Helping Others through First Hand Experiences

paper chain people

When the word “activists” came to mind in high school I only viewed it as someone who was consistently active in a certain cause and for someone who wanted change; someone “not” like me. My personal story begins when I first came out as a gay teen my junior year in high school. I went through a year of depression where my parents were not supportive with my “decision”, something that had drastic effects on my relationship with them, and my academic standing. I had no one to really go to who I felt that could truly understand what I was going through at the time, since I only had straight friends. Fortunately, I had a nearby resource that was always supportive of when I needed someone to talk to; my guidance counselor Ms. A.T who I quickly found out had a lesbian sister. After around three months of weekly visits to her office, I had a friend who had recently been outted by the school as a lesbian through other students, got into a fight and had an embarrassing awkward conversation with her parents in the school’s office. After finding out about her experience, I offered her a hand by informing her of my weekly visits to the counselor’s office, because I did see decent improvement in myself.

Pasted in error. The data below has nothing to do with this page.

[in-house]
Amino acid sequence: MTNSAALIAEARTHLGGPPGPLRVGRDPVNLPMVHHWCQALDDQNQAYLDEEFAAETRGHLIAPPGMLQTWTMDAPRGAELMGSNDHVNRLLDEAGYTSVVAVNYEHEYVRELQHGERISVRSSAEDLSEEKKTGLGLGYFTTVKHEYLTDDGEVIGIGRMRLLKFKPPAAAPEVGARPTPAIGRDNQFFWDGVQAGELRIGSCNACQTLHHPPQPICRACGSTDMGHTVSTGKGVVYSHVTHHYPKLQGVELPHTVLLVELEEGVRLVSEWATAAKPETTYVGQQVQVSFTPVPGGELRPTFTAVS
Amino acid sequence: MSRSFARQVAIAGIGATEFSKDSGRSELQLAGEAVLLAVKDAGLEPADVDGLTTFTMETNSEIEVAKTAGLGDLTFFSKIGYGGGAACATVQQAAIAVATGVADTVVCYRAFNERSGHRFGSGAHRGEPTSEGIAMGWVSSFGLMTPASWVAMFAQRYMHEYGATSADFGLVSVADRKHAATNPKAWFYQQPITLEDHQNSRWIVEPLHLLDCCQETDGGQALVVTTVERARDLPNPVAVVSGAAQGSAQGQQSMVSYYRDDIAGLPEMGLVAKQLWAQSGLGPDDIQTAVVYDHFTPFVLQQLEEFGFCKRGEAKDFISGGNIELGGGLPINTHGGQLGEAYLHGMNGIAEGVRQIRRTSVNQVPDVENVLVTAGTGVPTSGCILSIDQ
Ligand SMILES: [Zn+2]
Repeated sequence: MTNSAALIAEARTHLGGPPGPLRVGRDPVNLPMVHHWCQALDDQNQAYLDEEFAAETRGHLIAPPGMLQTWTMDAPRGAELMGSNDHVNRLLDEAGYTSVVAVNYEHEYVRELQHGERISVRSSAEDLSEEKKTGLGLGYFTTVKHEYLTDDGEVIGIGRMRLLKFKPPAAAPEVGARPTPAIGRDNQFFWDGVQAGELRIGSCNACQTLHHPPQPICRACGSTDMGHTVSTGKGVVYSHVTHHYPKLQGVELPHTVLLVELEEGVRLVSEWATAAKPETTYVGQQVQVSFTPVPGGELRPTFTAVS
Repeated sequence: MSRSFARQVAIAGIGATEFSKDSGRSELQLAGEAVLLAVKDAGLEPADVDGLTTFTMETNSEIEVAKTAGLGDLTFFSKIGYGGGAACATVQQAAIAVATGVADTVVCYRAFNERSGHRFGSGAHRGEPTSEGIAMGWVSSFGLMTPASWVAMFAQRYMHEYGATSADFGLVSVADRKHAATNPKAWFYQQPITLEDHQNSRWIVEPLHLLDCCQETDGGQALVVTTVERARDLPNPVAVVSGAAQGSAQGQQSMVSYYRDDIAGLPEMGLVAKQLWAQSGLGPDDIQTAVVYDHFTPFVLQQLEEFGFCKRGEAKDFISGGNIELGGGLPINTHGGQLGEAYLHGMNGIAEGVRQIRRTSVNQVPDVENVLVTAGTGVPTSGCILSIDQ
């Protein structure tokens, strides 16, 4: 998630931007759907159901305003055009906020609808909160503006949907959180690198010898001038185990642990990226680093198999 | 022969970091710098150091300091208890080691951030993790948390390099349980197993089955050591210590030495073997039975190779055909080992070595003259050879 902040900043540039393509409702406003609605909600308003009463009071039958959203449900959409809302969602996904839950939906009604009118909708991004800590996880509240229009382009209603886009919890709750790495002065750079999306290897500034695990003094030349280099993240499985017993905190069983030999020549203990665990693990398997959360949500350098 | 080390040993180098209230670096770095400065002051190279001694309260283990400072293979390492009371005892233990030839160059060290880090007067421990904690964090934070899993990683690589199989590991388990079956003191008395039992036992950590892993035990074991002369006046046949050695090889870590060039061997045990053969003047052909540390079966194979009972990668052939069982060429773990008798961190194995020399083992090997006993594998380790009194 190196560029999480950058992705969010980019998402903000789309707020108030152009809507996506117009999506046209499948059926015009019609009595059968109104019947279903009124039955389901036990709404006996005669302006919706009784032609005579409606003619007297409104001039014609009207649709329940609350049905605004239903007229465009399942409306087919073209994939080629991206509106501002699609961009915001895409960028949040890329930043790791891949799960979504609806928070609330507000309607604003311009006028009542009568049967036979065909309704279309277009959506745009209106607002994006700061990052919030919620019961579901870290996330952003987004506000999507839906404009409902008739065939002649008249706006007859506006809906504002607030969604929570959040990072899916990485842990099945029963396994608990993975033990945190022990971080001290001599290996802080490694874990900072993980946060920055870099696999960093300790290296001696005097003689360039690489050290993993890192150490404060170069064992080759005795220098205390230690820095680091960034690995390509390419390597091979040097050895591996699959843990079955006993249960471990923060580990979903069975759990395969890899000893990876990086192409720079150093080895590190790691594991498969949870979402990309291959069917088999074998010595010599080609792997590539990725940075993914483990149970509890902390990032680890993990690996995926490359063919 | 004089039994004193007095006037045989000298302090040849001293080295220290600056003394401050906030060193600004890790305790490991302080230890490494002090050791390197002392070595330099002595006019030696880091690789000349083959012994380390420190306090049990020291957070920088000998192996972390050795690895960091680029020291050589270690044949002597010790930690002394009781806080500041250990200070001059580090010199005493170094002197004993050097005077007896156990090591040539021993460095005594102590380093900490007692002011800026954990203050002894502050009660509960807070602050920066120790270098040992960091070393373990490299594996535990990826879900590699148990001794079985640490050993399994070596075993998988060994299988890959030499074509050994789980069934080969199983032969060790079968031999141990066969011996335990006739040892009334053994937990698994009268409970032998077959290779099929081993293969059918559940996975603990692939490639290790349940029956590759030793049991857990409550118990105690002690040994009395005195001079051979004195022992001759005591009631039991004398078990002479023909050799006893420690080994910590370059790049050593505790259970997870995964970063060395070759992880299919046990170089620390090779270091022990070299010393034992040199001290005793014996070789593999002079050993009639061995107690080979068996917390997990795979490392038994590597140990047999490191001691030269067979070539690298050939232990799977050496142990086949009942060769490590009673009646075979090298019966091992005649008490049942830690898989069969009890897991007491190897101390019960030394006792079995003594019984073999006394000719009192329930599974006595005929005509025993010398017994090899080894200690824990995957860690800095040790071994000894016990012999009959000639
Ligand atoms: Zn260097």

Soon enough I had two others join our group, all for different reasons and found out that it seemed that a queer group was necessary at my high school. I focused on this throughout my senior year and something came out of it, a “diversity” group, something I didn’t really find all that pleasing to hear. Ms. A.T let me know that the principal was not comfortable enough to have a group who specifically focused on the queer community but instead anyone who was considered “different” or was teased by the student body. I still don’t feel that it was sufficient enough to have this diversity group because most queer people were minorities within minorities. I didn’t feel like the students would be fully comfortable letting their identity flourish. Unfortunately, there was no way the school would allow me to have any influence with the group after I graduated. As of now the group lasted about 2 years and no longer in existence.

Even with the diversity group falling apart, it did however make me change my career path from originally apply to schools as a pre-vet major to a psychology major and hopefully entering the education/counseling/child development field for my graduate studies. I never was too concerned with focusing on the big picture in society because I knew the reality of being only one person, but if I can change the outlook of a few children have of themselves in the future that will be my accomplishment as an activist.

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